As a condition of an East Hampton Town Trustee okay to repair a rock revetment in front of his oceanfront property back in 2006, William Rayner of West End Road promised to keep it covered with sand. This he has done, and he has a trustee permit to do the same early next month. And the gods of bureaucracy have smiled on the project.
The sand is to come from a flat at the southeast end of nearby Georgica Pond, which the town and State Department of Environmental Conservation have long since agreed would be beneficial to the health of the pond. First Coastal, a Westhampton Beach company, is ready to do the work after entering into contract with the trustees for the excavation of the 2,000 cubic yards of sand required to cover the structure.
When Billy Mack of First Coastal went before the trustees Tuesday night to get the board’s final okay, however, he learned that access to Georgica Pond and the Rayner revetment had been thrown into question.
The D.E.C., through the town’s Department of Natural Resources, had approved the removal of up to 12,000 cubic yards of sand each year from the flat. Contractors had already removed the amount allowed for 2011 for badly eroded beaches to the west.
Diane McNally, the trustee clerk, reported Tuesday that the state had agreed to allow more sand to be taken via a simple amendment to the 2011 permit.
So far so good.
Billy Mack of the First Coastal company went before the trustees to get the board's final okay for the work, but there was a rub, Ms. McNally announced.
On the one hand, First Coastal had obtained a licensing agreement with the Georgica Association to move equipment along the beach between the Beach Lane road end and the south end of the pond. On the other hand, the Georgica Association was not going to permit heavy machinery needed for the excavation to traverse the beach unless the association was given 2,000 cubic yards of trustee-owned sand at no charge. Catch-22.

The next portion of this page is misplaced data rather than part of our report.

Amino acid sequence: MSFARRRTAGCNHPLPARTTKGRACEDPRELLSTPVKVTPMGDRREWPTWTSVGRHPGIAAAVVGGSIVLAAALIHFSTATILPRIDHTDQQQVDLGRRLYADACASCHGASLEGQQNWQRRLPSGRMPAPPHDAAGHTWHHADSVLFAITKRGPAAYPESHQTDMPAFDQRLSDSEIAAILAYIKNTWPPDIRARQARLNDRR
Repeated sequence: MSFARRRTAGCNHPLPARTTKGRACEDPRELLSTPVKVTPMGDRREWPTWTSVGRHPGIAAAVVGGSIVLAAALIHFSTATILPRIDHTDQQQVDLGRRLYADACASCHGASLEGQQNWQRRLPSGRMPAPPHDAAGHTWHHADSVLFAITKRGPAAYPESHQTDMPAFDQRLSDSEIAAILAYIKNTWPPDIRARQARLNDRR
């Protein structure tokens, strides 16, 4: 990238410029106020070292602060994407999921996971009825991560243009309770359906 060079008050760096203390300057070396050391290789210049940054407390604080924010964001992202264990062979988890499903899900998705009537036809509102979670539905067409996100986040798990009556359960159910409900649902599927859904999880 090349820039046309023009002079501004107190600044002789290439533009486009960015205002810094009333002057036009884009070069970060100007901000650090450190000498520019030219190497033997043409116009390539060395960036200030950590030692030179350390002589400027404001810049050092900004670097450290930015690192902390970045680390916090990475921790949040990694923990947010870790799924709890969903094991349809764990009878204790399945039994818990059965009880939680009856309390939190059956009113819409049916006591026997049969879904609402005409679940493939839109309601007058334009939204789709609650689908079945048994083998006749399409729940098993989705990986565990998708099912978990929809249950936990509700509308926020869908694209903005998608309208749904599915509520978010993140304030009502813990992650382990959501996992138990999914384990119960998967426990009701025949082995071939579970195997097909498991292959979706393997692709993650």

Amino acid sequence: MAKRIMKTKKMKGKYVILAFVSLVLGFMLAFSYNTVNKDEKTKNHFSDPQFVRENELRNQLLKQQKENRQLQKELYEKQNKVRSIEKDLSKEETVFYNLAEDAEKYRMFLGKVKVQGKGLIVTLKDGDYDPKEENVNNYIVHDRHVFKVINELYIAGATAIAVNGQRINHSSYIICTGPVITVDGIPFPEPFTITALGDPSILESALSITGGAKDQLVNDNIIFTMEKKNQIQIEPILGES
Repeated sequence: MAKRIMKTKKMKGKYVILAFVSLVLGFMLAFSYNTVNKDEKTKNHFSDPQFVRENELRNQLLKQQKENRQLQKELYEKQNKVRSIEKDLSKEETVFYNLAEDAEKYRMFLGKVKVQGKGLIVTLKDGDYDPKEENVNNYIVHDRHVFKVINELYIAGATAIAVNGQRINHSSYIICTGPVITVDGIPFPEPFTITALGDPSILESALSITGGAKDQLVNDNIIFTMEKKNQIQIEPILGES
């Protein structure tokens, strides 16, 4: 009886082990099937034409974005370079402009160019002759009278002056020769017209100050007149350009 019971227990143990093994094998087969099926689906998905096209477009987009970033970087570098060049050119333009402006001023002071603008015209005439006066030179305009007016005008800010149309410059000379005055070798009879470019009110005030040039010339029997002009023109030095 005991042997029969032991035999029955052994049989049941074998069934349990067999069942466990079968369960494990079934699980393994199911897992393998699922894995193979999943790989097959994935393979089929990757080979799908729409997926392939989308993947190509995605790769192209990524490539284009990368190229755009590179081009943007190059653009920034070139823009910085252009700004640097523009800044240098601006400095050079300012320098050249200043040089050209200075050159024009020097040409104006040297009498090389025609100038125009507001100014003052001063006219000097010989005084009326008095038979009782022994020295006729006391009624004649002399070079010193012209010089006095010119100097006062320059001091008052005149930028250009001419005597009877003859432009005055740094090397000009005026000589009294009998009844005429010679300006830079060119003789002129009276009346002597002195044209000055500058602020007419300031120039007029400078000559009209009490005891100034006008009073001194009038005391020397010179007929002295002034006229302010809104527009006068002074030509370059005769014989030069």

The stretch between Beach Lane and the pond is one of the only places of town where the beach is not owned by the trustees on behalf of the public (excepting in Montauk where the trustees lost sway back in the 1800s). The Association and the trustees have an understanding that allows residents to travel down the beach at certain hours to go crabbing in the summer.
Although the Rayner property is located east of the Georgica gut, machinery can not approach from the east because of serious erosion there.
Trustees are offering the sand to First Coastal under the terms of the D.E.C. agreement for additional excavation at $7 per cubic yard, the 2011 price.
Mr. Mack said the plan was to excavate the Rayner before the end of the month, stockpile it beside the revetment, and place it early in early February. The work must be done before April 1 and the arrival of nesting piping plovers.
In a Jan. 18 letter sent to the trustees' attorney, John Courtney, via the Georgica Association's lawyers, Mr. Courtney was advised: "In exchange for giving the trustees permission to use the association's beach, the Georgica Association would like to make arrangements to remove up to 2,000 cubic yards of sand without fee from the trustees."
"We won't be extorted," Ms. McNally said, adding that the board would not favor one individual over another when it came to dispensing a common East Hampton resource.
"We have to make it clear there will be no free sand," attorney Courtney concurred.